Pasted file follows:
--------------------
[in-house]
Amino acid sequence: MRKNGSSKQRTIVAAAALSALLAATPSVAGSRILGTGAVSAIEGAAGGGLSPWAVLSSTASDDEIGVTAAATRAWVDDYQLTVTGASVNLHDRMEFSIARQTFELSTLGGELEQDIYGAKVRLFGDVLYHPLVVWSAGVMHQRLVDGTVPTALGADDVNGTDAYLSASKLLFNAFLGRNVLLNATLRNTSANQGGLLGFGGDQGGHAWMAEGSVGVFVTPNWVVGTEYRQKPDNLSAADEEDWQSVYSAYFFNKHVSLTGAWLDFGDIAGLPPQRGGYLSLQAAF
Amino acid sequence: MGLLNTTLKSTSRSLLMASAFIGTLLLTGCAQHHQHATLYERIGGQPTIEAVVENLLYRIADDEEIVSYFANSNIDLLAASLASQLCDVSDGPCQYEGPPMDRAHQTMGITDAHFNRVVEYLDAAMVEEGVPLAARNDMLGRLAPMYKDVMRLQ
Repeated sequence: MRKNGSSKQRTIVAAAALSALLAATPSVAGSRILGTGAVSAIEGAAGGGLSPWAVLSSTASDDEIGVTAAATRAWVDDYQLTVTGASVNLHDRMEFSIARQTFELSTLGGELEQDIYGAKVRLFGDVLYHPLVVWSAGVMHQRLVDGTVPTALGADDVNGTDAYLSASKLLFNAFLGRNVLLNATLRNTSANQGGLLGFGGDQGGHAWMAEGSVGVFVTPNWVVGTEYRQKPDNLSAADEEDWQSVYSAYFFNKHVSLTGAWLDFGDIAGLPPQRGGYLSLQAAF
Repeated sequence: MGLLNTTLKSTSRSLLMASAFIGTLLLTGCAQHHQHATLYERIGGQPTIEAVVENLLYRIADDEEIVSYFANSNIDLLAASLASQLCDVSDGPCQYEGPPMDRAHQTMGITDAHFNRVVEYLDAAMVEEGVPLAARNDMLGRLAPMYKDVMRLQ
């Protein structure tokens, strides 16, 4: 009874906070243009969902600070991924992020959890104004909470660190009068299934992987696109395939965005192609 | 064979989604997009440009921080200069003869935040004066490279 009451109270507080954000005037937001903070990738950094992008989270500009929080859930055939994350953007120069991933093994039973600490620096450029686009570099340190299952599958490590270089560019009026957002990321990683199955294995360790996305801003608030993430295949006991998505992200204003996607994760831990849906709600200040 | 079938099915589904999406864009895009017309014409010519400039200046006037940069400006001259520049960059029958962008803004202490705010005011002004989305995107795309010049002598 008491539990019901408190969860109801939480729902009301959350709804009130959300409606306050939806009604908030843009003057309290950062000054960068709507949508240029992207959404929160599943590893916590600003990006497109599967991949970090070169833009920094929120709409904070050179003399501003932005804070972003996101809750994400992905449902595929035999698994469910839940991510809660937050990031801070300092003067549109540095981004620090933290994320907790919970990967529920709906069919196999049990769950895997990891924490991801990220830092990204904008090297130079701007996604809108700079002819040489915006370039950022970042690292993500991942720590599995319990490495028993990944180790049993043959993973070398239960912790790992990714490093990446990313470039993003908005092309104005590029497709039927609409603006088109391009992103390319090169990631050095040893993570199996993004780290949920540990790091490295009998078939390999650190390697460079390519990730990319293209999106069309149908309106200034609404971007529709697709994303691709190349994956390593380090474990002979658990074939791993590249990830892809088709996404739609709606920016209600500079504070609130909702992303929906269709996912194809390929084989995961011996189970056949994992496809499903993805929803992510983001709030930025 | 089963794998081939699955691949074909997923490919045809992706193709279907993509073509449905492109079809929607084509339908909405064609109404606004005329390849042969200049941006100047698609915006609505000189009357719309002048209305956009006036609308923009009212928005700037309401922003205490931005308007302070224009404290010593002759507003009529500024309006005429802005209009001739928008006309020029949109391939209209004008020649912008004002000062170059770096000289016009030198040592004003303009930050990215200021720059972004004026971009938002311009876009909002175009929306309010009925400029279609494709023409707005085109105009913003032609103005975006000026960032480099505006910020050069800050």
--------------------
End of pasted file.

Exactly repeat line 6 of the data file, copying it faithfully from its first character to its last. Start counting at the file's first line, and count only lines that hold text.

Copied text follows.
């Protein structure tokens, strides 16, 4: 009874906070243009969902600070991924992020959890104004909470660190009068299934992987696109395939965005192609 | 064979989604997009440009921080200069003869935040004066490279 009451109270507080954000005037937001903070990738950094992008989270500009929080859930055939994350953007120069991933093994039973600490620096450029686009570099340190299952599958490590270089560019009026957002990321990683199955294995360790996305801003608030993430295949006991998505992200204003996607994760831990849906709600200040 | 079938099915589904999406864009895009017309014409010519400039200046006037940069400006001259520049960059029958962008803004202490705010005011002004989305995107795309010049002598 008491539990019901408190969860109801939480729902009301959350709804009130959300409606306050939806009604908030843009003057309290950062000054960068709507949508240029992207959404929160599943590893916590600003990006497109599967991949970090070169833009920094929120709409904070050179003399501003932005804070972003996101809750994400992905449902595929035999698994469910839940991510809660937050990031801070300092003067549109540095981004620090933290994320907790919970990967529920709906069919196999049990769950895997990891924490991801990220830092990204904008090297130079701007996604809108700079002819040489915006370039950022970042690292993500991942720590599995319990490495028993990944180790049993043959993973070398239960912790790992990714490093990446990313470039993003908005092309104005590029497709039927609409603006088109391009992103390319090169990631050095040893993570199996993004780290949920540990790091490295009998078939390999650190390697460079390519990730990319293209999106069309149908309106200034609404971007529709697709994303691709190349994956390593380090474990002979658990074939791993590249990830892809088709996404739609709606920016209600500079504070609130909702992303929906269709996912194809390929084989995961011996189970056949994992496809499903993805929803992510983001709030930025 | 089963794998081939699955691949074909997923490919045809992706193709279907993509073509449905492109079809929607084509339908909405064609109404606004005329390849042969200049941006100047698609915006609505000189009357719309002048209305956009006036609308923009009212928005700037309401922003205490931005308007302070224009404290010593002759507003009529500024309006005429802005209009001739928008006309020029949109391939209209004008020649912008004002000062170059770096000289016009030198040592004003303009930050990215200021720059972004004026971009938002311009876009909002175009929306309010009925400029279609494709023409707005085109105009913003032609103005975006000026960032480099505006910020050069800050």